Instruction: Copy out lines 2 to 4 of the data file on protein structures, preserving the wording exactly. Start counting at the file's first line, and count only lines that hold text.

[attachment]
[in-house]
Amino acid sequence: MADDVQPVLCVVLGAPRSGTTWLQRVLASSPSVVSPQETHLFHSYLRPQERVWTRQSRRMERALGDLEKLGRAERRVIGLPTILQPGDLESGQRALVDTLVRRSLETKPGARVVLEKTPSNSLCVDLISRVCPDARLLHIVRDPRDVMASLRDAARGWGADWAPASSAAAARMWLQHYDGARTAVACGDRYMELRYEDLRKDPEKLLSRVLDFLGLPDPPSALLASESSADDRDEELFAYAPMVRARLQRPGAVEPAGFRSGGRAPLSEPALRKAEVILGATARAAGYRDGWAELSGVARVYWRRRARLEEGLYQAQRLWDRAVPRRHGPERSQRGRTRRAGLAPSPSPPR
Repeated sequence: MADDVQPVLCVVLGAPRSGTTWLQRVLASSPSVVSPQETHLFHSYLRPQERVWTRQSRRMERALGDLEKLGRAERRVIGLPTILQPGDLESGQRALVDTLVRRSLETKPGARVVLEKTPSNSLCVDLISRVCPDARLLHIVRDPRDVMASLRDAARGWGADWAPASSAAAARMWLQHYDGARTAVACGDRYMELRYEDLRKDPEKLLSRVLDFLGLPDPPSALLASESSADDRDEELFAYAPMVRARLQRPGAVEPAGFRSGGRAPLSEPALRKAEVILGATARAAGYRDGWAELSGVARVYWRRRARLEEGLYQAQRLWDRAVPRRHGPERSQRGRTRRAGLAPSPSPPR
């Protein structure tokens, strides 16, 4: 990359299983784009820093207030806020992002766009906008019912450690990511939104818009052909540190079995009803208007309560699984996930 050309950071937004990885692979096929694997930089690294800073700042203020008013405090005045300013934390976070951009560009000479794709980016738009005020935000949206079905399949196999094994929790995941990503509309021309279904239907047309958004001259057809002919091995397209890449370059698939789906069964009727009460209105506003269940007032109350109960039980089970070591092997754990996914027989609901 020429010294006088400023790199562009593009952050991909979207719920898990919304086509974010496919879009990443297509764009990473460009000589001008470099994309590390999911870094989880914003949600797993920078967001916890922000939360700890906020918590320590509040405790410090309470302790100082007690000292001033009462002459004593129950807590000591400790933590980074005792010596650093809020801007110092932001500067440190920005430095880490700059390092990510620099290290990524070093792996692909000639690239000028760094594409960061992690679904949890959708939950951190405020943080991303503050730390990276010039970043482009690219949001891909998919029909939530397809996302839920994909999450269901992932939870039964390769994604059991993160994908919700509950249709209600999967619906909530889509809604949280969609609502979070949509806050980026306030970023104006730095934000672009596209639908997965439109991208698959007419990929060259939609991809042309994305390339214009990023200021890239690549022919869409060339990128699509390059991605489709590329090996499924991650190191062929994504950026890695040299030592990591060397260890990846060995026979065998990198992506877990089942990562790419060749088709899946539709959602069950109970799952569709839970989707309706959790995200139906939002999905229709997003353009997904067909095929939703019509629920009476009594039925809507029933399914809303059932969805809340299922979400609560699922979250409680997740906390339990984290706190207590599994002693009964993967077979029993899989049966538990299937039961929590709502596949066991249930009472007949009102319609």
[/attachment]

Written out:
Amino acid sequence: MADDVQPVLCVVLGAPRSGTTWLQRVLASSPSVVSPQETHLFHSYLRPQERVWTRQSRRMERALGDLEKLGRAERRVIGLPTILQPGDLESGQRALVDTLVRRSLETKPGARVVLEKTPSNSLCVDLISRVCPDARLLHIVRDPRDVMASLRDAARGWGADWAPASSAAAARMWLQHYDGARTAVACGDRYMELRYEDLRKDPEKLLSRVLDFLGLPDPPSALLASESSADDRDEELFAYAPMVRARLQRPGAVEPAGFRSGGRAPLSEPALRKAEVILGATARAAGYRDGWAELSGVARVYWRRRARLEEGLYQAQRLWDRAVPRRHGPERSQRGRTRRAGLAPSPSPPR
Repeated sequence: MADDVQPVLCVVLGAPRSGTTWLQRVLASSPSVVSPQETHLFHSYLRPQERVWTRQSRRMERALGDLEKLGRAERRVIGLPTILQPGDLESGQRALVDTLVRRSLETKPGARVVLEKTPSNSLCVDLISRVCPDARLLHIVRDPRDVMASLRDAARGWGADWAPASSAAAARMWLQHYDGARTAVACGDRYMELRYEDLRKDPEKLLSRVLDFLGLPDPPSALLASESSADDRDEELFAYAPMVRARLQRPGAVEPAGFRSGGRAPLSEPALRKAEVILGATARAAGYRDGWAELSGVARVYWRRRARLEEGLYQAQRLWDRAVPRRHGPERSQRGRTRRAGLAPSPSPPR
């Protein structure tokens, strides 16, 4: 990359299983784009820093207030806020992002766009906008019912450690990511939104818009052909540190079995009803208007309560699984996930 050309950071937004990885692979096929694997930089690294800073700042203020008013405090005045300013934390976070951009560009000479794709980016738009005020935000949206079905399949196999094994929790995941990503509309021309279904239907047309958004001259057809002919091995397209890449370059698939789906069964009727009460209105506003269940007032109350109960039980089970070591092997754990996914027989609901 020429010294006088400023790199562009593009952050991909979207719920898990919304086509974010496919879009990443297509764009990473460009000589001008470099994309590390999911870094989880914003949600797993920078967001916890922000939360700890906020918590320590509040405790410090309470302790100082007690000292001033009462002459004593129950807590000591400790933590980074005792010596650093809020801007110092932001500067440190920005430095880490700059390092990510620099290290990524070093792996692909000639690239000028760094594409960061992690679904949890959708939950951190405020943080991303503050730390990276010039970043482009690219949001891909998919029909939530397809996302839920994909999450269901992932939870039964390769994604059991993160994908919700509950249709209600999967619906909530889509809604949280969609609502979070949509806050980026306030970023104006730095934000672009596209639908997965439109991208698959007419990929060259939609991809042309994305390339214009990023200021890239690549022919869409060339990128699509390059991605489709590329090996499924991650190191062929994504950026890695040299030592990591060397260890990846060995026979065998990198992506877990089942990562790419060749088709899946539709959602069950109970799952569709839970989707309706959790995200139906939002999905229709997003353009997904067909095929939703019509629920009476009594039925809507029933399914809303059932969805809340299922979400609560699922979250409680997740906390339990984290706190207590599994002693009964993967077979029993899989049966538990299937039961929590709502596949066991249930009472007949009102319609």